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How Records Were Made – JazzWax

How Records Were Made – JazzWax


How Records Were Made


Back before Spotify and clouds and downloads and iTunes and CDs, there were things called records, which today are making something of a comeback. First came single-song sides spinning at 78rpm, followed by the 10-inch album, the 7-inch 45rpm and the 12-inch LP. Turntables came with a tonearm and a stylus needle attached. When you placed the needle on one of those records, music magically emerged from the speakers.


The whole concept was ingenious and baffling—a durable platter with music hidden in its grooves, music that could only be revealed when the tonearm needle rode the disc. The average record-buyer didn't really know how the technology worked, but it didn't matter. As you watched the record spin, something electronically nifty took place between the silvery needle, the shiny disc and the speakers. Sounds of musicians playing emerged, sounds that were the same over and over again, no matter how many times you played the record.


At different points in time, record companies created films to tout the recording and record-pressing process and to promote the marvel of recorded music and new advances in fidelity. I found five of these films on YouTube:

Here's RCA's Command Performance, which in 1942 showed viewers how records were recorded and made. The film came on the eve of the first American Federation of Musicians' recording ban that began in August of that year…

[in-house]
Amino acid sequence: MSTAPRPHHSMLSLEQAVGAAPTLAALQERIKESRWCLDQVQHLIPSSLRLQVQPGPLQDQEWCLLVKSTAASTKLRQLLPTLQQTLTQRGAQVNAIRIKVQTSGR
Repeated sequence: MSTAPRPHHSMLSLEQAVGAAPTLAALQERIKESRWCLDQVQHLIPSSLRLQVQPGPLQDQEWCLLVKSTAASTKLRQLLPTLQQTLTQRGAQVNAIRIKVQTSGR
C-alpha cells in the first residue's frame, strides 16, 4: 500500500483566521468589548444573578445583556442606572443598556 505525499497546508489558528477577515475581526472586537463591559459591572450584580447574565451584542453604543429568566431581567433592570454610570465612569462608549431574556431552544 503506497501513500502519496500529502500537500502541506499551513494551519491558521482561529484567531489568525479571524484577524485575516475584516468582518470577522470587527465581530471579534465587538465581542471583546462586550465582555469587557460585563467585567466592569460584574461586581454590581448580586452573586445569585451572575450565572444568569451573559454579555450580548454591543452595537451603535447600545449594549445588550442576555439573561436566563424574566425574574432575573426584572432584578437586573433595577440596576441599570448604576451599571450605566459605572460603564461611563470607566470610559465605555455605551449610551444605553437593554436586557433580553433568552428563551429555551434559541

Here's Capitol's 1951 film Wanna Buy a Record?, a whimsical promotional short starring Mel Blanc and Billy May. The film came at a moment in time when record-industry sales were falling due to consumer confusion over the speed war between Columbia's new 33 1/3 LP format and RCA's 45rpm. People stopped buying records until the format battle was resolved in '52. That's when RCA threw in the towel and begin producing LPs while Columbia and the rest of the industry embraced the 45 as a more durable and convenient replacement for the 78 single…  


Here's RCA's The Sound and the Story. It was released in 1956, when the 12-inch LP began replacing the 10-inch album as the industry standard for all forms of music…


Here's RCA's New Dimensions in Sound, a 1957 film to educate buyers about a new technological advance—stereo…


And here, in 1958, RCA chimed in again with its Living Stereo film…




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